IN 1961, WESLEYAN UNIVERSTIY PRESS published a set of "Lectures and Writings" by John Cage called, simply, Silence. "It's the book I've reread most often in my life," writes the composer-critic Kyle Gann in his illuminating foreword to the 50th anniversary edition. I know exactly what Gann means: With each rereading, Silence seems as charming and challenging as ever, but also somehow different — not quite what we thought it was. In the sixties, it was Cage's "scandalous" ideas that were most influential: his rejection of melody and harmony (indeed, all traditional elements of music) and his declaration that "there is no such thing as an empty space or an empty time," with its corollary that all sounds we hear must be understood as equal. "Wherever we are," we read in the book's first essay, "what we hear is mostly noise. When we ignore it, it disturbs us. When we listen to it, we find it fascinating." The "very life we're living" is "so excellent once one gets one's mind and one's desires out of its way and lets it act of its own accord." Sunny and serene, Cage was known as the composer who introduced chance operations generated by the I-Ching into music, and, soon enough, into poetry as well.
Fifty years later, and almost two decades after Cage's death, we know very well that he did not let life "act of its own accord." There is, to the contrary, a distinctively Cagean musical sound (now known primarily from recordings), just as Cage's essays, lectures, and poetic texts are immediately recognizable as no one else's. Aesthetic arguments and aphorisms, as he conceived of them, are not philosophical nuggets to be taken as essential truths, but provocations designed to force people to think. (After all, most of his "theorems" are formulated as questions; Part III of "Composition as Process" for example, has 11 pages of them.)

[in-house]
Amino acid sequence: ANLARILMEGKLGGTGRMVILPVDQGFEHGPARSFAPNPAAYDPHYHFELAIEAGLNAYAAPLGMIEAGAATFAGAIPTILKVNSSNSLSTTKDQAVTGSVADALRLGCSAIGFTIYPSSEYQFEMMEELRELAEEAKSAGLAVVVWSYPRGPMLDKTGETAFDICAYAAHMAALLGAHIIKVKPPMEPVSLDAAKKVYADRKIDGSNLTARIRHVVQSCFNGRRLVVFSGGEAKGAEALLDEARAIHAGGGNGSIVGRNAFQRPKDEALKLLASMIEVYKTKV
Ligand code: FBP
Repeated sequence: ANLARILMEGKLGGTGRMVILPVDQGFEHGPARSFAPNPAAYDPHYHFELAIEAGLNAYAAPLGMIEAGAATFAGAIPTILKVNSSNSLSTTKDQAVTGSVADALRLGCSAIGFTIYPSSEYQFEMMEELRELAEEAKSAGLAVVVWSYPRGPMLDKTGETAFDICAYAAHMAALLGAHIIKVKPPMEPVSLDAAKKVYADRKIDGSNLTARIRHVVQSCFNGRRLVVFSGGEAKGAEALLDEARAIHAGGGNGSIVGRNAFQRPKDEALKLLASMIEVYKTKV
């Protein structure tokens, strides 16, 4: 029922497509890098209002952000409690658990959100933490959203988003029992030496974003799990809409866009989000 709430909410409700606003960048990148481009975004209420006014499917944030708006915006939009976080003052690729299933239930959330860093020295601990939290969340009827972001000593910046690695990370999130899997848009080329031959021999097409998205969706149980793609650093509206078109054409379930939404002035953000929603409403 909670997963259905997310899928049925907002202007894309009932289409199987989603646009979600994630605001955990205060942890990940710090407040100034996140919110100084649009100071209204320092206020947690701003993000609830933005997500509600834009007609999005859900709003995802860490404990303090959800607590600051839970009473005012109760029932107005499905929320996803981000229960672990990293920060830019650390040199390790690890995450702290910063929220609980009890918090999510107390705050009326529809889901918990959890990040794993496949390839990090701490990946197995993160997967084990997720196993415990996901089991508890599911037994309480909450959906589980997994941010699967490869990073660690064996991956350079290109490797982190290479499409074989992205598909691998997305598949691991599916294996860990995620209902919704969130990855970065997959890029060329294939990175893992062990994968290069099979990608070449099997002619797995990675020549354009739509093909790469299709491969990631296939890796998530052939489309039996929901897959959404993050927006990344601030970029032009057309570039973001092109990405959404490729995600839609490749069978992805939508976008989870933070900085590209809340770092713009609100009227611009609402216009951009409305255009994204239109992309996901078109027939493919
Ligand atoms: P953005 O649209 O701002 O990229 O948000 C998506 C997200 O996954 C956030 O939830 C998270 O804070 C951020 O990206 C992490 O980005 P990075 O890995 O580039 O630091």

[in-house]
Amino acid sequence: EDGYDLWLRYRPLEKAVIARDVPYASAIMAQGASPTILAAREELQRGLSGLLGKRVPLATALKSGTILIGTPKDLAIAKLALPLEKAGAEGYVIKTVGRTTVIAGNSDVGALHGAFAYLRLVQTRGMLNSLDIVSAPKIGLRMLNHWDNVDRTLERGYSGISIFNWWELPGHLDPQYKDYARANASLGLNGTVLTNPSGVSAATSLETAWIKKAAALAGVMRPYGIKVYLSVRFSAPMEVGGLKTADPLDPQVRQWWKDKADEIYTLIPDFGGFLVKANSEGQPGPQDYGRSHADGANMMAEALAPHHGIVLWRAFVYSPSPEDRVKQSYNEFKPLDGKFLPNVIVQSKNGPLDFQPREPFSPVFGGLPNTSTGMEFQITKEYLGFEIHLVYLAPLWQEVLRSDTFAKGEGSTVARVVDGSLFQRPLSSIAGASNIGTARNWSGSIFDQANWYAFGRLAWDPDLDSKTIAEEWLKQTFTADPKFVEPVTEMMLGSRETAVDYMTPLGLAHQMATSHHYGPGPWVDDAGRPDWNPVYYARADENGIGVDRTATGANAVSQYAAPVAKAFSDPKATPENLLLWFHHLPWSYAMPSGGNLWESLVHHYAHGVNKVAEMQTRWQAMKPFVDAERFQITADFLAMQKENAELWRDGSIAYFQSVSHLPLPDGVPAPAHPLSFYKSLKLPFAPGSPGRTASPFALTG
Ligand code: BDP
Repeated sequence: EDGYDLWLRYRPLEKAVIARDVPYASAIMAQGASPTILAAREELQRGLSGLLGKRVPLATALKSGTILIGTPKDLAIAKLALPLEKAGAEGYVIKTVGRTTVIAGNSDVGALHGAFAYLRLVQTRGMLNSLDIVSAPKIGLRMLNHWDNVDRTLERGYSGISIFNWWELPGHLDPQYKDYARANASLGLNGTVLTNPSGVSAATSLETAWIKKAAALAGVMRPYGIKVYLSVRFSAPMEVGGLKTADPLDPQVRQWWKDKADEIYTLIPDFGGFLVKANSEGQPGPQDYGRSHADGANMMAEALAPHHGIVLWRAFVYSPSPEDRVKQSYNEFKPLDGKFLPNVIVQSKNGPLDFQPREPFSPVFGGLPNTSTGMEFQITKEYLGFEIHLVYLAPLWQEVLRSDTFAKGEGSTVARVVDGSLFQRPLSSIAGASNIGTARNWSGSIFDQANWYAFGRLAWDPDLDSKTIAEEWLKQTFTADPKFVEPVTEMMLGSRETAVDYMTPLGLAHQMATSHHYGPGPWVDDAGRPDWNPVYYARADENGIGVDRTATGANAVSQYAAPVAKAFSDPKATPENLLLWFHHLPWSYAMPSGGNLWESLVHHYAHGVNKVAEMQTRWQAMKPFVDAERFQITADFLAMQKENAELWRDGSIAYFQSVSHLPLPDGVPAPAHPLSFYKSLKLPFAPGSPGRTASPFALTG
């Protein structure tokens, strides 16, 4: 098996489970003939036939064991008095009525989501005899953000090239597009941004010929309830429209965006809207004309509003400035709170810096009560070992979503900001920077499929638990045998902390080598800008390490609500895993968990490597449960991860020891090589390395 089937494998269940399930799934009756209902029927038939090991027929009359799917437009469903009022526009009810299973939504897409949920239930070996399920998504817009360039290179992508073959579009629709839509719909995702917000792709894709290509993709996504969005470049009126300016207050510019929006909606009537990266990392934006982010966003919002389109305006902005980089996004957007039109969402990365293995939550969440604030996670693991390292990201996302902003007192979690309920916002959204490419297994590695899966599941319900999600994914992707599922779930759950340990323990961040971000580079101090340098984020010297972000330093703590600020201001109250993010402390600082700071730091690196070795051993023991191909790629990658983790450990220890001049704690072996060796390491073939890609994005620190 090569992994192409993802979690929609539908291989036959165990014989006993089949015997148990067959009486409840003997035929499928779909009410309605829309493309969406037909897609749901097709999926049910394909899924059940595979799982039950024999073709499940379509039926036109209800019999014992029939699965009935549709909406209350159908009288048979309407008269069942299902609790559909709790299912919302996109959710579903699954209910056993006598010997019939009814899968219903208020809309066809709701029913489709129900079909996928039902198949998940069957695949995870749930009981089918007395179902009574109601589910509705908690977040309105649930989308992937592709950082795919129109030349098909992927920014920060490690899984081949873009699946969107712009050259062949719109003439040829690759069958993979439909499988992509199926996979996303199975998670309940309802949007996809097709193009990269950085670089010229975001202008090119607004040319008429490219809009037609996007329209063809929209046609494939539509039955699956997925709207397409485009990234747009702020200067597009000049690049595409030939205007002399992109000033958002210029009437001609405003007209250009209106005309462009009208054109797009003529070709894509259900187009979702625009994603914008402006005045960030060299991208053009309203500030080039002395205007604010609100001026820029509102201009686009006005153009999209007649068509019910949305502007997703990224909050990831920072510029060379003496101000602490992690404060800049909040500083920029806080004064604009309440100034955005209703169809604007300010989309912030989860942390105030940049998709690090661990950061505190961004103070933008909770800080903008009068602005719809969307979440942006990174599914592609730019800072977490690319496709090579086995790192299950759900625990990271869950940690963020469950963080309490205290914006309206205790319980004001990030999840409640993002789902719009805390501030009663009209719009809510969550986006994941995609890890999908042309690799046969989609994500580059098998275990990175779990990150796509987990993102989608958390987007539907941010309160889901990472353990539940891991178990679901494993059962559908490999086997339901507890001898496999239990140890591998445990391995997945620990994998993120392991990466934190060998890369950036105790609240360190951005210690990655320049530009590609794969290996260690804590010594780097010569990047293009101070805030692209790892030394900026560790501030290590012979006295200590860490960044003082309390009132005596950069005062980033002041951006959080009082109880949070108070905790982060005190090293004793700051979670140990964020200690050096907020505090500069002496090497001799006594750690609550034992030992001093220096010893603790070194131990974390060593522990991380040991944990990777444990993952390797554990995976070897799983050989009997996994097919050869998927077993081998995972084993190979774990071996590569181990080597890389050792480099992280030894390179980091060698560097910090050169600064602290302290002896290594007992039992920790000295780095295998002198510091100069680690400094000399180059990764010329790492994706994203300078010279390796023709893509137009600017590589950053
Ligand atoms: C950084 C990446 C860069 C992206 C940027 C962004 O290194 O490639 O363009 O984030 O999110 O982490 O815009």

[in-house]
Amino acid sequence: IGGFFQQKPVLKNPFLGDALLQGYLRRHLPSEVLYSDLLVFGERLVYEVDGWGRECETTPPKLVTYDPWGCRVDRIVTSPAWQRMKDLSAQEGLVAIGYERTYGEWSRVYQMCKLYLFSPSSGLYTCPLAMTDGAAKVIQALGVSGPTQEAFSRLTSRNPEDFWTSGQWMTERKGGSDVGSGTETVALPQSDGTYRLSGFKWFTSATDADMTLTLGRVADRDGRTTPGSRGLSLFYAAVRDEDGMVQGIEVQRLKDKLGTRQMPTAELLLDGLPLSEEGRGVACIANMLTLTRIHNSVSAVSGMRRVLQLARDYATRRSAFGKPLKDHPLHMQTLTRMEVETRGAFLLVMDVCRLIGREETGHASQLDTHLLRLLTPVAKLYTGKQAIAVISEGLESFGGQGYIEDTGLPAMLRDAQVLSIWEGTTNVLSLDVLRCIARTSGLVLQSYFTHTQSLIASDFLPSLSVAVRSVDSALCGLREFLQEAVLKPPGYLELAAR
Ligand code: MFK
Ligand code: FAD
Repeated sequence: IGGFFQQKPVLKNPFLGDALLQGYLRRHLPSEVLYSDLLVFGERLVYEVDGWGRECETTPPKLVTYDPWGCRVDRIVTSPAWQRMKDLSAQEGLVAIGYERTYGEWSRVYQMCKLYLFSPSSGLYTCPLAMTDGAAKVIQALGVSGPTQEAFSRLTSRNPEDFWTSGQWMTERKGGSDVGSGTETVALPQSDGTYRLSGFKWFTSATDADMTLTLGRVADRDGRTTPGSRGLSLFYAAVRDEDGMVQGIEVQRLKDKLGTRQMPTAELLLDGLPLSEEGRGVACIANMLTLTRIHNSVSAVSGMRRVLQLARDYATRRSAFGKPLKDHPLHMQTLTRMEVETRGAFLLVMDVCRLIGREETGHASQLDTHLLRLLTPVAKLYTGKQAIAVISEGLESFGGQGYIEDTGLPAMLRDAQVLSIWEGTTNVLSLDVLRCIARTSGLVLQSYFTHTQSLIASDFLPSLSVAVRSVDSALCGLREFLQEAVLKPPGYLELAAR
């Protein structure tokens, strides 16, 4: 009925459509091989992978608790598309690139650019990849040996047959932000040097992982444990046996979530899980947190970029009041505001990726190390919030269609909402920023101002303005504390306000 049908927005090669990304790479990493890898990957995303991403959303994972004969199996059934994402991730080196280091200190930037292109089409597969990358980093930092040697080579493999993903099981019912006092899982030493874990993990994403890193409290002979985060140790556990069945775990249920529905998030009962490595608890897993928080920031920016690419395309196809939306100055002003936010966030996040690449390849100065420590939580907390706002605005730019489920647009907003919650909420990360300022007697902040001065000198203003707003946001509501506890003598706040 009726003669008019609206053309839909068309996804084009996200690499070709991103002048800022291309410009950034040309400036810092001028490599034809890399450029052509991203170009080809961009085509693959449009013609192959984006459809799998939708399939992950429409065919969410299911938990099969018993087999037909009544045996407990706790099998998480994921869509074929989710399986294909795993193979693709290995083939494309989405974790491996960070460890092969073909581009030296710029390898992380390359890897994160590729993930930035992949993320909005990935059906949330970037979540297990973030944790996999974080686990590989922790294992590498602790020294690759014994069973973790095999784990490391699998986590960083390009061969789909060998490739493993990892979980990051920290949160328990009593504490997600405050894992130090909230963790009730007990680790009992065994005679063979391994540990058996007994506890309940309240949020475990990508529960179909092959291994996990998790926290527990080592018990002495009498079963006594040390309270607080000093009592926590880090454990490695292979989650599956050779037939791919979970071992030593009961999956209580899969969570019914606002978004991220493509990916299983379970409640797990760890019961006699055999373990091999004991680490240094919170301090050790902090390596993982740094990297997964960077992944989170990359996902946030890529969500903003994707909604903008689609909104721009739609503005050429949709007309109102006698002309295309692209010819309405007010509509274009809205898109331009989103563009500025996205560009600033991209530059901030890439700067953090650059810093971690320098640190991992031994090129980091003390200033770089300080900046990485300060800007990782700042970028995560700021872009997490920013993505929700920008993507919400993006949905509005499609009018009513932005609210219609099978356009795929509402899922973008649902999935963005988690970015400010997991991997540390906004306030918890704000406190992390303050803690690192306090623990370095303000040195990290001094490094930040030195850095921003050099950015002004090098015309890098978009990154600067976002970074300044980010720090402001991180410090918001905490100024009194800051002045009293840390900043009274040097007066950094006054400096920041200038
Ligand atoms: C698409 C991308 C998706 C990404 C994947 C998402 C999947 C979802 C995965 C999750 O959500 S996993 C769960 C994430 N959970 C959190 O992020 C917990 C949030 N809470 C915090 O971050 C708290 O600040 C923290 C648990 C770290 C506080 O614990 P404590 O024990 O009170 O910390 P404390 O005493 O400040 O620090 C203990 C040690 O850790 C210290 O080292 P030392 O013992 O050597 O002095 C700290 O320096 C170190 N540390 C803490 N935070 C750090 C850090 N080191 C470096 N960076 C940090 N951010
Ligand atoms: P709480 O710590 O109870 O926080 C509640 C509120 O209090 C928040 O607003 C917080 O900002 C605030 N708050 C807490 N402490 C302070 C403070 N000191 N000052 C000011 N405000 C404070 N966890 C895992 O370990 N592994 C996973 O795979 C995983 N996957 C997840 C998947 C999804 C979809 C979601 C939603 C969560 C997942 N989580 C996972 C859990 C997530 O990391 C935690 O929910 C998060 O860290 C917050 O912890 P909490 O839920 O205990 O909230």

As for the little Zen stories scattered throughout Silence, they no longer strike me as sunny and serene; on the contrary, some are downright sinister. And the book's structure, which I once took to be intentionally anarchic — its parts presented in no particular order — now impresses me by its careful construction. To say Silence was ahead of its time is thus not quite right: more properly speaking, Cage's mix of manifesto and commonplace book, typographical experiment and tall tale, diary and aesthetic theory, is one that perpetually confounds its time, whatever the time may be that you happen to pick it up.
Two other features of Silence not much talked about at the time of its original publication now seem quite prominent: First, as Gann notes, Cage was not just a composer who also happened to write prose on the side but a "brilliant writer, with a distinctively elegant style and a comic delight in paradoxes." Second, Cage, so long associated with the New York avant-garde, now strikes me as quintessentially Californian, and more specifically, Angeleno, in that his cheerful disrespect for the canon of classical music went hand in hand with a fascination for the European avant-garde.
Born September 5, 1912 in downtown L.A. (the centenary will be celebrated next year), he graduated as valedictorian from Los Angeles High School on Olympic Boulevard and attended Pomona College before dropping out to study art and architecture in Europe. Back in L.A....